Additional resources with examples

I’ll also leave the caveat here, that while I’ve got a stronger grasp of Microformats than the average bear, that the above examples may have some subtle quirks that others may catch or which could be improved upon. I find that the Microformats web chat can be a good source for helps from some of the world’s best experts in the area. (Other methods for engaging in chat via IRC, Slack, etc. can be utilized as well.)

If Dan, Jon, or any of the gang has questions about any of this, I’m happy to chat via phone, video conference, or other to help get them going.

🔖 Highly: Highlight to share.

Bookmarked Highly (Highly)
Highlight the web to share the important parts.

Signing up for yet-another-silo. This one has some slick-looking UI and lots of social and sharing integrations. Their shares to Twitter look interesting, but I really wish there were some better ways to share so well to my own website. Sadly, unlike Hypothes.is, it doesn’t have any annotation functionality. I didn’t find my Twitter colleagues like Jon Udell, Nate Angell, or Jeremy Dean on the service through their Twitter integration set up.

After a cursory look, I’m worried what their funding and monetization plans are and where my data will be in just a few years. While it’s certainly pretty, I far prefer the functionality (and community) that Hypothes.is offers, so I’m not moving any time soon. Definitely worth taking a look at for some of its UI features and interactions and future functionality.

👓 Adaptable lizards illustrate key evolutionary process proposed a century ago | Science Daily

Read Adaptable lizards illustrate key evolutionary process proposed a century ago (ScienceDaily)
The 'Baldwin effect' has now been demonstrated at the genetic level in a population of dark-colored lizards adapted to live on a lava flow in the desert.

Highlights, Quotes, Annotations, & Marginalia

One explanation has been that many of an animal’s traits are not fixed, but can change during its lifetime. This “phenotypic plasticity” enables individual animals to alter their appearance or behavior enough to survive in a new environment. Eventually, new adaptations promoting survival arise in the population through genetic changes and natural selection, which acts on the population over generations. This is known as the “Baldwin effect” after the psychologist James Mark Baldwin, who presented the idea in a landmark paper published in 1896.  

September 11, 2018 at 08:57AM

Journal article available at: https://www.cell.com/current-biology/pdfExtended/S0960-9822(18)30899-6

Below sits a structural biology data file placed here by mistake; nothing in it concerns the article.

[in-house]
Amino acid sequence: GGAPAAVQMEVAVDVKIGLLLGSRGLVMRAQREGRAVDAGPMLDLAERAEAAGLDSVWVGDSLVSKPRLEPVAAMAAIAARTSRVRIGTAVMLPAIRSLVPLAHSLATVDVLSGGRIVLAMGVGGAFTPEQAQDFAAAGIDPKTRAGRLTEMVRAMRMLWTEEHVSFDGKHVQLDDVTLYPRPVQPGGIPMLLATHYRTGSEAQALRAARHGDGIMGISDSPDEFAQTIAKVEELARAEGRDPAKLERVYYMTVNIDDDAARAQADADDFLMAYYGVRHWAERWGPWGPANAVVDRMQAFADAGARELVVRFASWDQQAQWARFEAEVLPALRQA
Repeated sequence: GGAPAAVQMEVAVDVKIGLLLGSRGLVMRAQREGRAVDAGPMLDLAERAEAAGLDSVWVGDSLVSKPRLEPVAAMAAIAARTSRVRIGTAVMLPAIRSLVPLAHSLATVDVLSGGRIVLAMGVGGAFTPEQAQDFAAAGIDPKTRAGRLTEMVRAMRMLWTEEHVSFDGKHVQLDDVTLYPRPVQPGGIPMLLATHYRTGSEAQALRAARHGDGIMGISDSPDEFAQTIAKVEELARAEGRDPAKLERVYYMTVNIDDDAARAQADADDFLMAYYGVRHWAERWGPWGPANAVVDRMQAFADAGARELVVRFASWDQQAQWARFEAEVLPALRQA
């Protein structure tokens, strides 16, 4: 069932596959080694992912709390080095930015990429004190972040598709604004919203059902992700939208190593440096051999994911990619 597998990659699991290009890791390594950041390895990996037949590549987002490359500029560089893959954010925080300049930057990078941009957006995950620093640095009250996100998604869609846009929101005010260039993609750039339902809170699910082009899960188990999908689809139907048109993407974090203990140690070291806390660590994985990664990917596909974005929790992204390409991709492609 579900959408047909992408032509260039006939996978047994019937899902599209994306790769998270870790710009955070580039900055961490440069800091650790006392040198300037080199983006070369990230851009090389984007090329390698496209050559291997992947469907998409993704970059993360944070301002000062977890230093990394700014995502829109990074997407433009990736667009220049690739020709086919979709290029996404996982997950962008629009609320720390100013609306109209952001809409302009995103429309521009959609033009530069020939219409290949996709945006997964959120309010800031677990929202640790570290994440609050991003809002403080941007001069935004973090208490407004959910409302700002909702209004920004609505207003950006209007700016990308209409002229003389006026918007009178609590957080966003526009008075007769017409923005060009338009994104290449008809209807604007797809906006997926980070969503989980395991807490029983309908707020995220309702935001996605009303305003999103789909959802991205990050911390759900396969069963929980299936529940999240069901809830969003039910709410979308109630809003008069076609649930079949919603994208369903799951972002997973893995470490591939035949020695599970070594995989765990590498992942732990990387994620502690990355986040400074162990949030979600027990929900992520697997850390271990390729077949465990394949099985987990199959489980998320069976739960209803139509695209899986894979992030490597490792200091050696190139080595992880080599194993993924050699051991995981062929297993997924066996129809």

An Outline for Using Hypothesis for Owning your Annotations and Highlights

I was taken with Ian O’Byrne’s righteous excitement in his video the other day over the realization that he could potentially own his online annotations using Hypothesis, that I thought I’d take a moment to outline a few methods I’ve used.

There are certainly variations of ways for attempting to own one’s own annotations using Hypothesis and syndicating them to one’s website (via a PESOS workflow), but I thought I’d outline the quickest version I’m aware of that requires little to no programming or code, but also allows some relatively pretty results. While some of the portions below are WordPress specific, there’s certainly no reason they couldn’t be implemented for other systems.

Saving individual annotations one at a time

Here’s an easy method for taking each individual annotation you create on Hypothesis and quickly porting it to your site:

Create an IFTTT.com recipe to port your Hypothesis RSS feed into WordPress posts. Generally chose an “If RSS, then WordPress” setup and use the following data to build the recipe:

  • Input feed: https://hypothes.is/stream.atom?user=username (change username to your user name)
  • Optional title: 📑 {{EntryTitle}}
  • Body: {{EntryContent}} from {{EntryUrl}} <br />{{EntryPublished}}
  • Categories: Highlight (use whatever categories you prefer, but be aware they’ll apply to all your future posts from this feed)
  • Tags: hypothes.is
  • Post status (optional): I set mine to “Draft” so I have the option to keep it privately or to publish it publicly at a later date.

Modify any of the above fields as necessary for your needs. IFTTT.com usually polls your feed every 10-15 minutes. You can usually pretty quickly take this data and turn it into your post kind of preference–suggestions include read, bookmark, like, favorite, or even reply. Add additional categories, tags, or other metadata as necessary for easier searching at a later time.

Here’s an example of one on my website that uses this method. I’ve obviously created a custom highlight post kind of my own for more specific presentation as well as microformats markup.

A highlight from Hypothesis posted on my own website using some customized code to create a “Highlight post” using the Post Kinds Plugin.

Aggregating lots of annotations on a single page

If you do a lot of annotations on Hypothesis and prefer to create a bookmark or read post that aggregates all of your annotations on a given post, the quickest way I’ve seen on WordPress to export your data is to use the Hypothesis Aggregator plugin [GitHub].

  • Create a tag “key” for a particular article by creating an acronym from the article title followed by the date and then the author’s initials. This will allow you to quickly conglomerate all the annotations for a particular article or web page. As an example for this article I’d use: OUHOAH062218CA. In addition to any other necessary tags, I’ll tag each of my annotations on the particular article with this somewhat random, yet specific key for which there are unlikely to be any other similar tags in my account.